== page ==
O&A Masthead

Nevada Ramblings —
August 2009

Columnist — Carolyn Bishop

Nevada gasoline prices are on the rise, jumping as much as 20 cents each month. A spokesman for AAA said the reason for the rising prices is a belief among investors that the economy will begin recovering soon. Those investors, anticipating a resurgence in fuel demand once the recession ends, want to get ahead of any potential jump in crude prices. As they buy in now, futures prices for oil rise. That's how petroleum prices increased from around $35 a barrel in January to over $60 a barrel today. We could be stuck with these increasing numbers as long as the economy looks like it's turning around.

Carolyn Bishop 

I guess Wall Street investors are ignoring the whole "supply and demand theory" while they are investing heavily into crude oil futures. Although gas prices in Las Vegas are not as high as they were a year at this time, they continue to rise.

In case your customers are wondering exactly how much of our fuel dollars are going to taxes, here's a breakdown. In Nevada, including federal, state and local gasoline taxes, the maximum tax is just shy of 54.4 cents per gallon of gasoline. Only Washoe County charges the maximum.

The Regional Transportation Commission of Southern Nevada reports the declining tax revenue in Nevada means fewer road projects. There are many reasons for this decline. Fewer drivers on the road means gasoline receipts — a significant funding source for public roads projects — have fallen drastically. Road construction by residential developers has also slowed down drastically. There were only half the construction permits issued this year compared with the same period in the previous year. This is significant as developers make up 90 percent to 95 percent of road construction valley-wide.

Las Vegan Lou Castro has opened Earth Limos. His fleet consists of four buses that run on biodiesel fuel, one stretch limousine that runs on liquefied propane and a Toyota Prius hybrid. For his biodiesel party buses, he blends diesel fuel with bio-diesel made from soybean oil.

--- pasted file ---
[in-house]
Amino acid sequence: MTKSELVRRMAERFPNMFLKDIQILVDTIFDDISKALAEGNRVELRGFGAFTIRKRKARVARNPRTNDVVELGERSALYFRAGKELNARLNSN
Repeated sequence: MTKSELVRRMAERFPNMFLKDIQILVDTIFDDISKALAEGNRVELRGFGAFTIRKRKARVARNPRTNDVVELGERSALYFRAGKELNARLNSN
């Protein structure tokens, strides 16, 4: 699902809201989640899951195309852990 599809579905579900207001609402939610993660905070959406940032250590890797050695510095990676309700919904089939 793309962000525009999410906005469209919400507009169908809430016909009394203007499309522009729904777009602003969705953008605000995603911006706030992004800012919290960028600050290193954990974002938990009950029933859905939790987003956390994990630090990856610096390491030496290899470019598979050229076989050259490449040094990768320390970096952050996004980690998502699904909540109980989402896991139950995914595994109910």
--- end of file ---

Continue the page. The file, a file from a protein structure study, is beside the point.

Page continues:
While it costs more to run his vehicles on alternative fuel, Castro does not pass on the extra cost to his customers. Castro has set his sights high. He hopes to expand Earth Limos into a fleet of 50 vehicles and one day move into a solar-powered building that carries his own supply of liquid propane and biodiesel fuel.

A long discussed downtown Las Vegas bus station will become a reality. Work will begin as early as July with a projected completion date in mid-2011. As well as 16 bus bays there will a bike valet with around a 100 racks and a bike repair shop at the station.

It took some fancy driving techniques but the man behind the wheel of a 2010 Ford Fusion Hybrid managed to take a trip the equivalent of a round trip to Denver or one way to Houston from Las Vegas on just one tank of gasoline. The average driver will not achieve the same gas mileage but the "Ford Fusion 1,000 Mile Challenge" crew demonstrated how simple techniques, such as smooth acceleration, following the speed limit, and limiting use of the heater and air conditioner could significantly boost fuel efficiency.

Clark County workers can't get lost: GPS units are being installed in 288 county vehicles and 313 more are being installed in Fire Department vehicles. Not only can the drivers get to where they are going faster, these GPS units will allow the county to keep very accurate track of the locations of all county vehicles.

Executive Director of the WPMA Gene Inglesby and his wife Michelle hosted the WPMA Post Convention Alaska Cruise, June 12-19th, aboard the Celebrity Cruise Lines ship Infinity. Twenty four members and their friends from several states, including Utah, New Mexico, Texas, Nevada and Florida, enjoyed the cruise.

Gene reports the trip was absolutely beautiful and the travelers saw several whales and many bald eagles. The Hubbard Glacier, the longest tidewater glacier in Alaska, was the highlight of the trip for many in the group. They were able to cruise up near the glacier and observe large chunks of ice crack and fall off the glacier and into the bay. Six or seven chunks fell off during their visit. First, they would hear a cracking sound, and then a sound like thunder as the pieces fell into the water.

Ketchikan was sunny and in the 70s. Many of travelers chose a side tour to the Mendenhall Glacier near Juneau as well as visit to Butchart Gardens, an amazing 55-acre estate that has been named a National Historic site for Canada.

All in all, the group enjoyed an amazing week of friendship, pleasant weather, amazing vistas, and enjoyable cruising.

Originally published in the August 2009 issue of the O&A Marketing News.
Copyright 2009 by KAL Publications Inc.

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